Luxury hotel brands issue grovelling plea amid outrage over Brunei gay death laws

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The nine luxury hotel brands owned by the Sultan of Brunei issued a statement on their group website in a desperate bid to distance themselves from the scandal and safeguard their business. 

In what many will view as a cynical attempt to distance itself from the outrage over the new laws in Brunei, the Brunei Investment Agency posted a grovelling message on its Dorchester Collection website.

The unsigned message on the site’s home page claims that “Inclusion, diversity and equality are the foundation of the Dorchester Collection. We do not tolerate any form of discrimination, we never have and we never will. We understand people’s anger and frustration but this is a political and religious issue that we don’t believe should be played in our hotels and amongst our 3,630 employees. We are deeply saddened by what’s happening right now and the impact it is having on our employees, guests, partners and suppliers in particular." 

Distancing itself: Hotels group issues statement

The company then appears to make what some might interpret as a veiled threat to other global brands: “Our values are far removed from the politics of ownership. We are aware that many other brands have ownership with similar backgrounds in this increasingly global world” it wrote, before finishing by saying they hope to welcome guests back soon.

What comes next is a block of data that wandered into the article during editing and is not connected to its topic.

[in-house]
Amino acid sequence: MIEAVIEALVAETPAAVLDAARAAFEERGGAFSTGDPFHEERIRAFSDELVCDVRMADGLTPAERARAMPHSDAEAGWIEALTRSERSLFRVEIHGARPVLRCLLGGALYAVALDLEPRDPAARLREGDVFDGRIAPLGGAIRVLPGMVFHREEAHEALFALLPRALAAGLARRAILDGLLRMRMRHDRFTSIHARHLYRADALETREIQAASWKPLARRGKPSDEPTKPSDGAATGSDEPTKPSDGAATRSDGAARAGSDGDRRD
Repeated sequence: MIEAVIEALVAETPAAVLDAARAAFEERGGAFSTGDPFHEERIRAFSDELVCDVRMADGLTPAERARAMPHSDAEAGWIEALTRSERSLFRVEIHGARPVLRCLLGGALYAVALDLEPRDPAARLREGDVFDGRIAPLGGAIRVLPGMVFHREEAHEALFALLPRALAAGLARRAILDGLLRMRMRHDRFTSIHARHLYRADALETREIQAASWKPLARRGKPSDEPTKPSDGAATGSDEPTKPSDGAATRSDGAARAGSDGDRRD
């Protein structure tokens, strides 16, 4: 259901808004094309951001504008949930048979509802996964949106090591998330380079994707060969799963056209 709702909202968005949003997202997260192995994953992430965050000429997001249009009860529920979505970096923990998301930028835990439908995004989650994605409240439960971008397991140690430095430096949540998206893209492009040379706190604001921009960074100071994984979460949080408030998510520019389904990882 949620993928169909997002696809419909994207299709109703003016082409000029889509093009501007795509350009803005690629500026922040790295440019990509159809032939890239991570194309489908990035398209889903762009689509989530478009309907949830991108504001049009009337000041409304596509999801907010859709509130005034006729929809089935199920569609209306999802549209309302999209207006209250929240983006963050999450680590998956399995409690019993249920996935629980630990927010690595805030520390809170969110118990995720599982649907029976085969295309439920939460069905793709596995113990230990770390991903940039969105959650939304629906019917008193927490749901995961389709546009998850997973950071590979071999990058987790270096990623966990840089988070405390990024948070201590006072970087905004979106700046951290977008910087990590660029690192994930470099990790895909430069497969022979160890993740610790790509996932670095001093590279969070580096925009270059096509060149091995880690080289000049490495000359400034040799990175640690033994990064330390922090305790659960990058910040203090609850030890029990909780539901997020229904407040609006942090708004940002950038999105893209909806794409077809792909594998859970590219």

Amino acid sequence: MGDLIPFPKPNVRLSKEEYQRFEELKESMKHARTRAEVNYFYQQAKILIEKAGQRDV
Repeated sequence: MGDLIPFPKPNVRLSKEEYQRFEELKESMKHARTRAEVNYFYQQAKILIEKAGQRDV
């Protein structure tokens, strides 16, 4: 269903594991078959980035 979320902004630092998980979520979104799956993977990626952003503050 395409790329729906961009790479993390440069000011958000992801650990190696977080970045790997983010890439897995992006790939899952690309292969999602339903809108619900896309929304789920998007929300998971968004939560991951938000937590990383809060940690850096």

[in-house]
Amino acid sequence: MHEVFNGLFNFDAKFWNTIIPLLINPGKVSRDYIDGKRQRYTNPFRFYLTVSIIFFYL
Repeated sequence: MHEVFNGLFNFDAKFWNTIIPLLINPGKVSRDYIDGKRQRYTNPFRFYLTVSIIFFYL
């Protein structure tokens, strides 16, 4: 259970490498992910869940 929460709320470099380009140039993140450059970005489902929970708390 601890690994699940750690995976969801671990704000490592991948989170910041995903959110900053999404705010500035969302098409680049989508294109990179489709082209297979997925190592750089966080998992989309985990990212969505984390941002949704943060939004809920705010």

The Dorchester and the other hotels in the group have also quit social media amid growing outrage over the country’s anti-gay laws.

As well as The Dorchester, the group also owns The Beverly Hills Hotel and the Bel Air in Los Angeles and the hotel Plaza Athénée in Paris.

The Dorchester is reported as saying it closed down its Twitter feed after receiving messages of abuse. However, guests have also been cancelling their bookings amid the row over the state’s new law.

Some hotels even made their Instagram accounts private, like Paris' Le Meurice and the Hotel Eden in Rome.

LGBTI activists launched a vocal protest inside the Dorchester Hotel on Thursday. The small group urged guests to boycott the hotel and stop funding the brutal regime in Brunei. The protest took place in the half empty dining area of the hotel during afternoon tea.

A growing roster of celebrities have called for a boycott of the luxury hotels owned by Brunei. The boycott was started by Hollywood A-lister George Clooney and new includes Elton John, Ellen deGeneres, Sharon Stone, Dustin Lance Black, Nancy Sinatra and many others.

    Embedded rich media on Twitter

    Veteran BBC war correspondent John Simpson tweeted that although he “loved” the Dorchester, “I couldn’t set foot there while, back home in Brunei, its owner introduces stoning to death for adultery & gay sex.”

    Protests are set to continue this weekend as more groups call for Brunei to reverse its barbaric new laws.

    The hotels owned by the Brunei Investment Agency are: 

    • The Dorchester (London)
    • 45 Park Lane (London)
    • Coworth Park (Ascot, UK)
    • The Beverly Hills Hotel (Los Angeles)
    • Hotel Bel-Air (Los Angeles)
    • Le Meurice (Paris)
    • Hotel Plaza Athénée (Paris)
    • Hotel Principe di Savoia (Milan)

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